The COVID-19 pandemic is estimated to cost GW $38 million through June 30 based on the latest data available, University President Thomas LeBlanc said.
LeBlanc said Thursday that GW faces “significant financial costs” as a result of lost revenues and unplanned expenditures associated with the spread of the virus, like packing and storing students’ belongings over the summer and partially reimbursing students for housing expenses, the latter of which cost GW $18 million. He added that the total cost to GW from the pandemic may change as officials make additional decisions to promote the community’s health.
“We’re trying to, first of all, focus on the health and safety of our community, so all the decisions we’ve made have started from that perspective,” he said. “After that, we’ve tried to focus on taking care of the members of our community to the best of our ability. And then, and only then, do we focus on cost and how we’re going to manage the costs.”
LeBlanc added that he plans to brief the Faculty Senate at its April meeting Friday about the virus’s impacts on GW’s operations and finances.
Officials implemented a hiring freeze and suspended most capital projects last week to ensure the University maintains enough funding to continue daily operations in the wake of the pandemic.
He added that the lost revenue projection does not account for the virus’ financial impact beyond June 30 – the end of the University’s fiscal year – like changes to enrollment in fall of 2020. Officials said at the March Faculty Senate meeting that they expect the number of international students in next year’s freshman class to drop as a result of the pandemic, which would likely decrease the revenue GW earns from tuition.
LeBlanc said the potential impacts on summer classes and programs could exacerbate the total cost to the University of the virus, adding that officials are close to reaching a decision about summer programs that may be released early as Friday.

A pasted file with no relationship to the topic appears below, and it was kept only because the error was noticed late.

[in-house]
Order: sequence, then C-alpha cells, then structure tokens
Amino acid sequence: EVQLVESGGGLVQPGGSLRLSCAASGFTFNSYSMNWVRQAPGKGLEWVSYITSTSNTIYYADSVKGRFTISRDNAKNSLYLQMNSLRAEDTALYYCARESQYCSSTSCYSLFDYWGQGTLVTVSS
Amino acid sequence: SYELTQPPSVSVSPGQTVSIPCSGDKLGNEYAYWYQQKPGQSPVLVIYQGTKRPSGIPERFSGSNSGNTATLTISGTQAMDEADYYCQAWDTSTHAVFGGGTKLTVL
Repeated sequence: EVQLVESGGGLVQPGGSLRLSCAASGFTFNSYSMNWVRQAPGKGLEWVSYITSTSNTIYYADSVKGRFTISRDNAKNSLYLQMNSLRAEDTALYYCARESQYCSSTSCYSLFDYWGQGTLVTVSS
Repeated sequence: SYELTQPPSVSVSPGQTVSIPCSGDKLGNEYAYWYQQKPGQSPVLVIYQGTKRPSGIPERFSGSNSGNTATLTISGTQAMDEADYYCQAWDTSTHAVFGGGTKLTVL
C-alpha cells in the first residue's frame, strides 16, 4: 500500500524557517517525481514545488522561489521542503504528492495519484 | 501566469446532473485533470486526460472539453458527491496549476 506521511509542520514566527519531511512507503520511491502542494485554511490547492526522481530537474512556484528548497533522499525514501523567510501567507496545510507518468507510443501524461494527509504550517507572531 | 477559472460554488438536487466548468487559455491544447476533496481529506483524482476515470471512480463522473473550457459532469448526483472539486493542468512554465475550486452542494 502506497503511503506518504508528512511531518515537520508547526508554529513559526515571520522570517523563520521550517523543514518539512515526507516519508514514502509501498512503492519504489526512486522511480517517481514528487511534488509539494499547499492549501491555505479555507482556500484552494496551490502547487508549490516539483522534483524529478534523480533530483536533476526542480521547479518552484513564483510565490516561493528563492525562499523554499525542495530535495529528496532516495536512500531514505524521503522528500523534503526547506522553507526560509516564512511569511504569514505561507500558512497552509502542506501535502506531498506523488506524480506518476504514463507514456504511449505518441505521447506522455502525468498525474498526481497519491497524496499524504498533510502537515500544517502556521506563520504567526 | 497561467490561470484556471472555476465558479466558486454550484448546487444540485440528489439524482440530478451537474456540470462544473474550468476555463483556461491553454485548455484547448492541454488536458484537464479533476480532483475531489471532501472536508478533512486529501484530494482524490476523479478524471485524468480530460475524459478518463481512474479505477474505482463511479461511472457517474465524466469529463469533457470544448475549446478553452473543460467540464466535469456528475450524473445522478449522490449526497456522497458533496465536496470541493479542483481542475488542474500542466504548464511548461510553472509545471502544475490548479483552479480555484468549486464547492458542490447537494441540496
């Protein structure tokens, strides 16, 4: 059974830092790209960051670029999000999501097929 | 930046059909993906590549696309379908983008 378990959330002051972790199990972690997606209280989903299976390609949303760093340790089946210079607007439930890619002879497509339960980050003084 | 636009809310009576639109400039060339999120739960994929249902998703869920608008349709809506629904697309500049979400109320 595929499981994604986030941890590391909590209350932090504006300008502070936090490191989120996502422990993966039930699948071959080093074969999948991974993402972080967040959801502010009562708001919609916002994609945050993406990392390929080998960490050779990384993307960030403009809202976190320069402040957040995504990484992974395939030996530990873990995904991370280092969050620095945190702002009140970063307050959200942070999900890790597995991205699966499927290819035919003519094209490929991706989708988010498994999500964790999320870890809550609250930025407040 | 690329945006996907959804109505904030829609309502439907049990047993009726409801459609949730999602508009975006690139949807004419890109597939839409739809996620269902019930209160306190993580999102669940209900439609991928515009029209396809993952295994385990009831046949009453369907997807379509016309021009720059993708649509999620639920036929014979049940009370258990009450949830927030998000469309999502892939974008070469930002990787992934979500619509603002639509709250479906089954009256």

“For summer, it’s not only the academic program, but also summer is a time of a lot of experiential learning in D.C.,” he said. “We have a lot of students – some GW and some not GW – living in residence halls during the summer. So you have to think through the impact of that as well.”
LeBlanc said the federal coronavirus spending package passed last week will provide some financial relief, but the amount GW will receive is “far less” than the anticipated costs. GW could receive up to $10.7 million in funding from the legislation, according to a Hatchet analysis.
LeBlanc added that the legislation did not go far enough to provide relief to higher education institutions and students.
“I think the country and Congress knows that too,” LeBlanc said. “And I think they’re having additional discussions.”
He said officials have spoken with organizations that represent higher education institutions about the impacts of the virus on GW’s students and finances. He cited the approximately $50 billion relief proposal submitted by more than 70 higher education groups – including at least three that list GW as a member institution – as an example of those groups’ efforts on behalf of colleges and universities.
“I think it’s the case that they’ve done great work to hear from us what the real impact was and tried to get that from Congress,” he said. “The first go around, it didn’t happen.”